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I am looking for information re. user interfaces for building ontologies by non-sem web specialists. Is there a proven wizard type of UI that would ask questions e.g. "does this thing exist in real world?", "what is this thing made of?", "how much does it cost?" etc.

asked 10 Sep '10, 23:31

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Shubik
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Hmm... how many questions would you like to be asked? Does this thing have legs? Does it shop on Saturdays? Is it repulsed by the colour green? Can it heat a bagle so hot that not even it can eat it? Is it the first number not nameable in under eleven words? Ah, so it's a swallow: what is its average unladen air velocity?

Don't see how such a wizard (as you word it) would be feasible... You also seem to be conflating ontology creation and instance creation (some would prefer that no such distinction exists, but that's a different matter). Do you want to describe classes of things and the relationships between them (e.g., a notion of a Vehicle/Car), or instances of those classes with attributes and relations to other instances (e.g., my aunty Mary owns a '97 Ford Fiesta)?

If the former, for a list of ontology editors, you may want to check out here. Neologism is not listed and is nice and lightweight. COE seems to have a friendly enough cover-page.

If the latter, you may want to read up on the Open World Assumption—the notion of a strict schema or complete knowledge about something doesn't apply in RDF(S)/OWL. Although a system could suggest some targeted questions to describe your aunty's car, these would never suffice... It might, for example, take the system a while to come round to "does your aunty's car have fuzzy dice hanging from the rear-view mirror". As for systems that ask targeted questions to populate seed instances of an ontology, I don't know of any generic such system... Domain specific engines do exist: for example, Leigh's FOAF-a-matic to seed a FOAF profile.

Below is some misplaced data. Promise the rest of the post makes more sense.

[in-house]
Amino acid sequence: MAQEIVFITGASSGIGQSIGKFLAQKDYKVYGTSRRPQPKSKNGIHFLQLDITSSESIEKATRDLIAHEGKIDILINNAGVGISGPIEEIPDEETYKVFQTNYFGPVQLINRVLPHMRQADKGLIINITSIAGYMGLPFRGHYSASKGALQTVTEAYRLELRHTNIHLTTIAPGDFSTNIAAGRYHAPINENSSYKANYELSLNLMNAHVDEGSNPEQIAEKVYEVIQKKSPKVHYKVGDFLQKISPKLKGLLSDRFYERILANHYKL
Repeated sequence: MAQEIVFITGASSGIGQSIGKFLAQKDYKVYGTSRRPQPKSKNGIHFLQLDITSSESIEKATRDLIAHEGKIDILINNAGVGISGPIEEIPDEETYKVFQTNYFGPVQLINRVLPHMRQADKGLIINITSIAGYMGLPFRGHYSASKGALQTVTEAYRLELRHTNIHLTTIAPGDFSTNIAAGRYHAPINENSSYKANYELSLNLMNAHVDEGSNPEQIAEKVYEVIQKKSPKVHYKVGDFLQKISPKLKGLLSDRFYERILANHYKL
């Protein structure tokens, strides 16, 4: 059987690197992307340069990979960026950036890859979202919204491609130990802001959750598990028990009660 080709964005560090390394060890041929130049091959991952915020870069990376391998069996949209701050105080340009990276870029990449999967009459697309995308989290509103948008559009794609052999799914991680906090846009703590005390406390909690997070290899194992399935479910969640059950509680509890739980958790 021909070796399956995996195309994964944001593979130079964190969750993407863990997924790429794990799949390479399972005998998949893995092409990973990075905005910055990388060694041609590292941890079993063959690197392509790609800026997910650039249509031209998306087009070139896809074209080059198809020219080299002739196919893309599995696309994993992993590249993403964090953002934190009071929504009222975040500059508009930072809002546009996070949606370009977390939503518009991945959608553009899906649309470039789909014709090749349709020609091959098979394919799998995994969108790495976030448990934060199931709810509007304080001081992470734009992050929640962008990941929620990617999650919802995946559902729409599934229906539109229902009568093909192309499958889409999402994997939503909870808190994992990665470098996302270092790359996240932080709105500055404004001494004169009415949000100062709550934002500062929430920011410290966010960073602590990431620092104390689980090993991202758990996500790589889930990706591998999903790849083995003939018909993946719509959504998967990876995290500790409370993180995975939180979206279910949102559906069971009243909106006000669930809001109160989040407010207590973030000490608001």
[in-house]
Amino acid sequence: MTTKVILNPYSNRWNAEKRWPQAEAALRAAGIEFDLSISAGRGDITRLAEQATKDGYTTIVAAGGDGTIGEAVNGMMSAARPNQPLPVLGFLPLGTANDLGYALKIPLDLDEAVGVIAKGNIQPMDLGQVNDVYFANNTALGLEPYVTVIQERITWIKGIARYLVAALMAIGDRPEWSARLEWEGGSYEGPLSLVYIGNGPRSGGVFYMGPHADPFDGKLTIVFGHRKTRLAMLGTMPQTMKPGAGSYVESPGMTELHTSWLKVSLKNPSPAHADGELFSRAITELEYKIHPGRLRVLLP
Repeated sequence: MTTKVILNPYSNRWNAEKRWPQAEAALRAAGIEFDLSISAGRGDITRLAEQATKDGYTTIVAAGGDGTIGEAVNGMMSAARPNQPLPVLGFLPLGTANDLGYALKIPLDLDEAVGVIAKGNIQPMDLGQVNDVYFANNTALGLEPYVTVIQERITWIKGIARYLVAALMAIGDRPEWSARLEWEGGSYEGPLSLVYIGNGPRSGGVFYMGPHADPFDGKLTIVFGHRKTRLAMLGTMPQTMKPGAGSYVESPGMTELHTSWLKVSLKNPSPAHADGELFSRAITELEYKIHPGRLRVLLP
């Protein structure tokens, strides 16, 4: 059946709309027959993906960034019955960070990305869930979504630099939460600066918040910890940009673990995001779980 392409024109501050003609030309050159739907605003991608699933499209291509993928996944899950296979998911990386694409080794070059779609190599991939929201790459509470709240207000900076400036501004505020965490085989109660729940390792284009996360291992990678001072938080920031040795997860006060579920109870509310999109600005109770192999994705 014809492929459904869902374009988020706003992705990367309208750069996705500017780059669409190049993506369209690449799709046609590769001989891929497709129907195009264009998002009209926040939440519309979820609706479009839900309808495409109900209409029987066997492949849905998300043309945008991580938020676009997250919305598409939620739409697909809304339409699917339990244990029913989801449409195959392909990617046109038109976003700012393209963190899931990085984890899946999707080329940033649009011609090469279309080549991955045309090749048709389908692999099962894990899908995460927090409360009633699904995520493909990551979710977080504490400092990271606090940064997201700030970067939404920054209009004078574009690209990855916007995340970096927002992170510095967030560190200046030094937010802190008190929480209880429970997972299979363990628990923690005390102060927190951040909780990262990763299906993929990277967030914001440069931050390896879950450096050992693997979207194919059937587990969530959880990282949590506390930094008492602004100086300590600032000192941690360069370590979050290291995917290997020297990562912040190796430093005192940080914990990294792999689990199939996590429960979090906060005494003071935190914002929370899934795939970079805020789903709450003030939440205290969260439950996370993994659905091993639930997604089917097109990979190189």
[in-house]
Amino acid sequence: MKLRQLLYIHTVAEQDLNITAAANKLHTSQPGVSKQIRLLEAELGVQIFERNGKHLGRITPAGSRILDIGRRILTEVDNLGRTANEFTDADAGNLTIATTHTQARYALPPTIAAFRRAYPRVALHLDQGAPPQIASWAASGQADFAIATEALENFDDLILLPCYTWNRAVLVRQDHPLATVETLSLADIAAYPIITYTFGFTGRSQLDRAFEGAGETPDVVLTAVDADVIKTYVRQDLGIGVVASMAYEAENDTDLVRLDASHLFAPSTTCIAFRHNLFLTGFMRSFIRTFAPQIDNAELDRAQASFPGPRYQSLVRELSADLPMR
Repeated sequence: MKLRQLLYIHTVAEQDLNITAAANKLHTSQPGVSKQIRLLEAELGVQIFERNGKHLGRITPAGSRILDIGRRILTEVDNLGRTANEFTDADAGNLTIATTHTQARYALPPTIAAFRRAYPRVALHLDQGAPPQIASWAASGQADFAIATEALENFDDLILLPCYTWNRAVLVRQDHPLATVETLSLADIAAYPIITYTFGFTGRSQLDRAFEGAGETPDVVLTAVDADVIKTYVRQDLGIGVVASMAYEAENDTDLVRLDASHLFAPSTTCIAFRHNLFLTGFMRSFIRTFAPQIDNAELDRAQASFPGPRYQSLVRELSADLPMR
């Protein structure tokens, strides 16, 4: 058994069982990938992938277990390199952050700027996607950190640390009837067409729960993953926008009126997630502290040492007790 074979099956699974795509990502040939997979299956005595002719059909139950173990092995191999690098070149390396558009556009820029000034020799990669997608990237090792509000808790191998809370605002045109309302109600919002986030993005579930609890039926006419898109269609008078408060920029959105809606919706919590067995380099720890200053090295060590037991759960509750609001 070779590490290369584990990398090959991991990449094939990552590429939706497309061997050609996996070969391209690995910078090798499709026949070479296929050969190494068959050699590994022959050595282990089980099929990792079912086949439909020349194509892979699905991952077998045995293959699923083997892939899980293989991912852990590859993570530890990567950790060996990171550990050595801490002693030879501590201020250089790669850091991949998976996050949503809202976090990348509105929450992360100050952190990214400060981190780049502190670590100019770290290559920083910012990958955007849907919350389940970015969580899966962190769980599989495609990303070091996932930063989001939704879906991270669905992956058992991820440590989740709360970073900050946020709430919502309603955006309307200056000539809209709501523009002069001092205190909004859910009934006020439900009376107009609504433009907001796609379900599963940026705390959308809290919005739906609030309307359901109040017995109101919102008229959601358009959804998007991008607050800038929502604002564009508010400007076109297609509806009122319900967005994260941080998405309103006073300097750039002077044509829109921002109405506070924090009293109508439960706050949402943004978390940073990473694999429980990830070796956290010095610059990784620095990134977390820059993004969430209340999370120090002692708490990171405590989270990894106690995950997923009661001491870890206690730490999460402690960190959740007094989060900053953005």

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answered 11 Sep '10, 00:53

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Signified ♦
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edited 11 Sep '10, 15:31

Thanks. Good point re. distinction between ontology building and instance creation.

(11 Sep '10, 20:37) Shubik Shubik's gravatar image

Actually that is not an entirely fair comment Aidan. Large parts of the bioontology community, for example, have made a commitment to a particular form of ontological realism. Here, the criterion for the inclusion of a term really is whether a class is instantiable in reality - hence the question as to whether it "exists in reality" would be entirely reasonable when trying to create an ontological class in an ontology that makes such a commitment. Higgs-Bosons, for example, would not have a place in an ontology with that particular commitment. And it is a great way to make the non-expert think

(16 Sep '10, 12:36) Nico Adams Nico%20Adams's gravatar image

I was not getting into ontological realism or anti-realism, which in any case I'm not qualified to talk about. I'm also not saying that being asked questions of verification such as "are you sure you mean...?" or "is this a real, knowable thing?" is useless for ontology creation. My point is that such a paradigm should not/cannot form the basis of ontology creation (esp. with OWA). You can't create an ontology solely on the basis of being asked the question "does this really exist?" (although such a question may be useful for abiding by ontology realism).

(16 Sep '10, 15:45) Signified ♦ Signified's gravatar image
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question asked: 10 Sep '10, 23:31

question was seen: 850 times

last updated: 11 Sep '10, 15:31